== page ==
Tucson Based Center for Biological Diversity Sues To Protect Giant Flower Loving Fly

The giant flower-loving fly was first iconsidered being in need of federal protection by the US Forest Service in 1991.

The Center for Biological Diversity is expected to spend millions on legal fees to protect an insect whose value is in dispute. The San Joaquin Valley giant flower-loving fly was first considered for protection in 1991.

After 27 years, the U.S.Forest Service still can’t find a reason to protect this insect.

The Center for Biological Diversity filed a lawsuit, last week charging the U.S. Fish and Wildlife Service with unlawful delay in deciding whether to extend Endangered Species Act protection to the San Joaquin Valley giant flower-loving fly.

The hummingbird-like fly has been extirpated from more than 99 percent of its former range, with only one remaining population about 15 miles east of Bakersfield, where it is under immediate threat of extinction from sand mining. There may be just a few hundred left.

“The San Joaquin Valley giant flower-loving fly is a unique animal. It deserves our help,” said Chris Nagano, a Center biologist. “This amazing creature will go extinct in the near future unless it receives the habitat protection and recovery efforts of the Endangered Species Act.

The San Joaquin giant flower-loving fly acts like a stealth fighter jet. It can hover in mid-air and then instantly fly away at speeds difficult for the human eye to follow. Detailed studies of the high-speed, aerobatic flight and the structure of the eyes of a related fly led to advances in the U.S. Air Force’s missile-tracking systems.

The huge insect is close in size to a small hummingbird, with a 1.5-inch body and long proboscis, or tongue. The species plays a critical role in its sand dune ecosystem, serving as food for birds and other predators and feeding on other invertebrates during its early stages. Surprisingly, the extremely active adults have never been observed feeding.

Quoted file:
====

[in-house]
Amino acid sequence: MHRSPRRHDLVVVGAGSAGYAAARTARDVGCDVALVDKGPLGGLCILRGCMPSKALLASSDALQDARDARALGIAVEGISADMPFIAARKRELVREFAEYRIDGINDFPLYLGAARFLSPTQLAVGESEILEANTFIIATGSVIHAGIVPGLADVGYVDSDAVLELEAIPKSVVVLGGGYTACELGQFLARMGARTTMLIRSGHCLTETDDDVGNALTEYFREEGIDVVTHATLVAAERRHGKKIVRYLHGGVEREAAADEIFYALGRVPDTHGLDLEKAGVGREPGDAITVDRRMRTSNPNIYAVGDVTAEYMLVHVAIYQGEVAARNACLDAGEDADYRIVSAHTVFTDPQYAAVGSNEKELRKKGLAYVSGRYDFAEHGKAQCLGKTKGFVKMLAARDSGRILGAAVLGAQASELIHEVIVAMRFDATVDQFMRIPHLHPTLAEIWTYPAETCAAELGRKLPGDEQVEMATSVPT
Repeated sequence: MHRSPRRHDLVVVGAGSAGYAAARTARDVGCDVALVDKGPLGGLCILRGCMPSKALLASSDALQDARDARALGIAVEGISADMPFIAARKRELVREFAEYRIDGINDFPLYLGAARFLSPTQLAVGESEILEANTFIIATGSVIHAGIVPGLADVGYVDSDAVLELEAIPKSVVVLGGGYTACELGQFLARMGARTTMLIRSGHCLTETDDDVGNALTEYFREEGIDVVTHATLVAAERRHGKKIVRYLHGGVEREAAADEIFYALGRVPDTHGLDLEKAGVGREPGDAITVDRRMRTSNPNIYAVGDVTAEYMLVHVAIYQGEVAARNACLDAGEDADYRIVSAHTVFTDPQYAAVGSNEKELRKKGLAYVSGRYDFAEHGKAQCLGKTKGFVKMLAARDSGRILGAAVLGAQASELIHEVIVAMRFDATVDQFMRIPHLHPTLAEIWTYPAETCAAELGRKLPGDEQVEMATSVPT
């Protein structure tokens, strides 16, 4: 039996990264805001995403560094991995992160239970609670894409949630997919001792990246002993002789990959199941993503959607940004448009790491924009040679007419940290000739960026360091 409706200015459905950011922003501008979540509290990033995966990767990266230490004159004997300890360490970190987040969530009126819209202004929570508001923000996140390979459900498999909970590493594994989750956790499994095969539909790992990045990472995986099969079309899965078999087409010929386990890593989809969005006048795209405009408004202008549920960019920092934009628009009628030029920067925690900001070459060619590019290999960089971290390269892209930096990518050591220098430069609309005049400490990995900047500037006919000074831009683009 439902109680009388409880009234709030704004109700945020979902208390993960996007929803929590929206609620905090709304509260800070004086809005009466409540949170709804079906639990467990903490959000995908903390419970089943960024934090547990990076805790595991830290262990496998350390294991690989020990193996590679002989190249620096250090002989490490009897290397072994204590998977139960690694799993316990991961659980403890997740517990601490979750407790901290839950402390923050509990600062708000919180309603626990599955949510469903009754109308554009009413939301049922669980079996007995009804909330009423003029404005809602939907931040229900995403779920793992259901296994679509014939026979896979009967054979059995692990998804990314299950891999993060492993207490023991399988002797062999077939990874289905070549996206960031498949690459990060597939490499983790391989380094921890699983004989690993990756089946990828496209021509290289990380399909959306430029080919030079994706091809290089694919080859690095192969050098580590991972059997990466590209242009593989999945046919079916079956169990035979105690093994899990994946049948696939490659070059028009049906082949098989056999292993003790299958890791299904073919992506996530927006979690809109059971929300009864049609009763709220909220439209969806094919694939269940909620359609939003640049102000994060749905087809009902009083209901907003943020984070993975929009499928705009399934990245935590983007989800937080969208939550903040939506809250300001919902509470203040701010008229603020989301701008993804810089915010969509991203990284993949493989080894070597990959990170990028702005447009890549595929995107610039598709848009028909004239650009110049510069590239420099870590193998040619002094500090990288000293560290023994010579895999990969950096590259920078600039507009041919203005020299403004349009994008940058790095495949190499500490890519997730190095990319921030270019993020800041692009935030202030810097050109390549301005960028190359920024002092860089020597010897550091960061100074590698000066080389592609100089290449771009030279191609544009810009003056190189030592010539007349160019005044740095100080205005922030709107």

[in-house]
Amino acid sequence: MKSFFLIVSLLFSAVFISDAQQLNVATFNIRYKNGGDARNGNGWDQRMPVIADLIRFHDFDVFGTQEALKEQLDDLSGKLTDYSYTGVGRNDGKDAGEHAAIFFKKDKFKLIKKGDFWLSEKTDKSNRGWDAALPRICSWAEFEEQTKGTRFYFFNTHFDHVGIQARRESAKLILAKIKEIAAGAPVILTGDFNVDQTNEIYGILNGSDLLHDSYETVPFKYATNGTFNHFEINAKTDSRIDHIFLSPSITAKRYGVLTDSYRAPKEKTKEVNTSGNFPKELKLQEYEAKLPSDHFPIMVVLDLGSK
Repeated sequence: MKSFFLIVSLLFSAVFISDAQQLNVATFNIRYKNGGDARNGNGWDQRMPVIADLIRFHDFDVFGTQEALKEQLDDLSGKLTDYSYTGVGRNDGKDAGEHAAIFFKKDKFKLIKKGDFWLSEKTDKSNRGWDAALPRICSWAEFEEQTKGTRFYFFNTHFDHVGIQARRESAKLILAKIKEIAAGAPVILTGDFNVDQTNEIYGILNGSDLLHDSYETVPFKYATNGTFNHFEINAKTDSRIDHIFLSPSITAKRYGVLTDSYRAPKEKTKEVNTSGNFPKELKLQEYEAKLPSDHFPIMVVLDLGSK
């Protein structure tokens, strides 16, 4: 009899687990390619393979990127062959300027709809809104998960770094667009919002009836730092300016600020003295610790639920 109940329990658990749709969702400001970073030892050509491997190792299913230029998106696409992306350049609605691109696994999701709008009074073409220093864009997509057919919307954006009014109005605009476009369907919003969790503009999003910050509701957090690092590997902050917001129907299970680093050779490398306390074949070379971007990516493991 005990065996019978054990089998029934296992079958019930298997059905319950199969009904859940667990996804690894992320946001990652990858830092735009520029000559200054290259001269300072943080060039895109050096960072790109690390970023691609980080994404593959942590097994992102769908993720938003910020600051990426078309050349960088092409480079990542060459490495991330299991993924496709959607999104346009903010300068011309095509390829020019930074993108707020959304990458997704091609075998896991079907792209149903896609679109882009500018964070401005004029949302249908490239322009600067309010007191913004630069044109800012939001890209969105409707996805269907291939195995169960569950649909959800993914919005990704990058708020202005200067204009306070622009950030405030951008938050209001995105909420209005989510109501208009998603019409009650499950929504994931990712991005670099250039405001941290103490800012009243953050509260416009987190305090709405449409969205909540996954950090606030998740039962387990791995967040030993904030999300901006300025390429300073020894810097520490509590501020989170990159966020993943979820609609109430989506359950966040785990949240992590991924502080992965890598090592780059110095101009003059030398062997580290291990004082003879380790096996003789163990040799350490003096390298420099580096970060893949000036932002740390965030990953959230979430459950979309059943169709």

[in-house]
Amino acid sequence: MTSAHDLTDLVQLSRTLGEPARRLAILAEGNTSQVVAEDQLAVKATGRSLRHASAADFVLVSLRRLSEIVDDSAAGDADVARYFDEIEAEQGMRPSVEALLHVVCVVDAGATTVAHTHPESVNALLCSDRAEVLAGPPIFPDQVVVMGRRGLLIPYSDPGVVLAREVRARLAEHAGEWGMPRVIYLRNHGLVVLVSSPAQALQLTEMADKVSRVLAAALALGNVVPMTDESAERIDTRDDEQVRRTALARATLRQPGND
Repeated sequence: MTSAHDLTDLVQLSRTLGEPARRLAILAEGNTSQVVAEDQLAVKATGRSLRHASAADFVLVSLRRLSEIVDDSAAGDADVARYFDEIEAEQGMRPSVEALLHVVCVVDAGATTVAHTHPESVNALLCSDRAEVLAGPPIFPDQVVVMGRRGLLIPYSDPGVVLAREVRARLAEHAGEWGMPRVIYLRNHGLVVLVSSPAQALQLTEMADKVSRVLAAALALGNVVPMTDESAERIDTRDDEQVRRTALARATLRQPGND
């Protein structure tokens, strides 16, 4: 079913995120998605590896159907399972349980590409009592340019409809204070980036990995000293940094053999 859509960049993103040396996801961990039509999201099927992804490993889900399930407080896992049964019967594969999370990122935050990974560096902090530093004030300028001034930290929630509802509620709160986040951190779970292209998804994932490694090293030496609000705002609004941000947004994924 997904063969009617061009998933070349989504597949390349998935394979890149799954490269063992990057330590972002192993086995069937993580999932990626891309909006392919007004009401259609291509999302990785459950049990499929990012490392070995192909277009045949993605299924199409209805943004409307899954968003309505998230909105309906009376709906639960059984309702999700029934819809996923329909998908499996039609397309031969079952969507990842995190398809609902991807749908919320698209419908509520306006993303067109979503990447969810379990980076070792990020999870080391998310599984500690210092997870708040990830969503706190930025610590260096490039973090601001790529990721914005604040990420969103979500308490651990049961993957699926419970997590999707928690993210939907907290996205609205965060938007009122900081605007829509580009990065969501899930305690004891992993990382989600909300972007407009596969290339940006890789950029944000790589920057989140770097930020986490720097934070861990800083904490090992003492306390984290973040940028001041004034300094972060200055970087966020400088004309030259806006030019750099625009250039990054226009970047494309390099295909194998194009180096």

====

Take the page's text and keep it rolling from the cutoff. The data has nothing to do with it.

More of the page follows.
“The San Joaquin Valley giant flower-loving fly is one of a number of insects in the United States that are in imminent danger of extinction,” claims Nagano. “Many of them play key roles in their ecosystems, such as pollination or food for other animals, and their loss may have far-reaching impacts on people.t

7 Comments on "Tucson Based Center for Biological Diversity Sues To Protect Giant Flower Loving Fly"

  1. Where can I get some fly spray and use it on the CBD? How many hundreds of thousands of dollars will this scheme cost us. Thanks Suckling, you ass.

  2. Our taxpayer monies doled out by non elected bureaucrats.

  3. Mike Putfus | May 14, 2018 at 7:08 am |

    Can’t wait till deadly spiders face extinction.

  4. The Delhi Sands flower-loving fly is in the same genus.
    See description: https://en.wikipedia.org/wiki/Delhi_Sands_flower-loving_fly
    It seems there are more of these critters than CBD lets on.

  5. The Oracle of Tucson | May 14, 2018 at 8:52 am |

    So the Center for Biological Diversity now hates sand mining and will waste millions of public funds in their efforts to abuse the courts to steal the ownership, access and use of someone else’s property.
    IMHO: The Center for Biological Diversity has become little more then a court savvy domestic terrorist organization who steals land from not just its rightful owners but the public as well.

    The Oracle

  6. I appreciate this unique animal-insect. There is however another unique animal I consider far more endangered. So far this year we have slaughtered four hundred and for thousand,(404000) of them, that’a about 3000 a day. Why? The mother didn’t want one.

  7. Extinction is natural in evolution.

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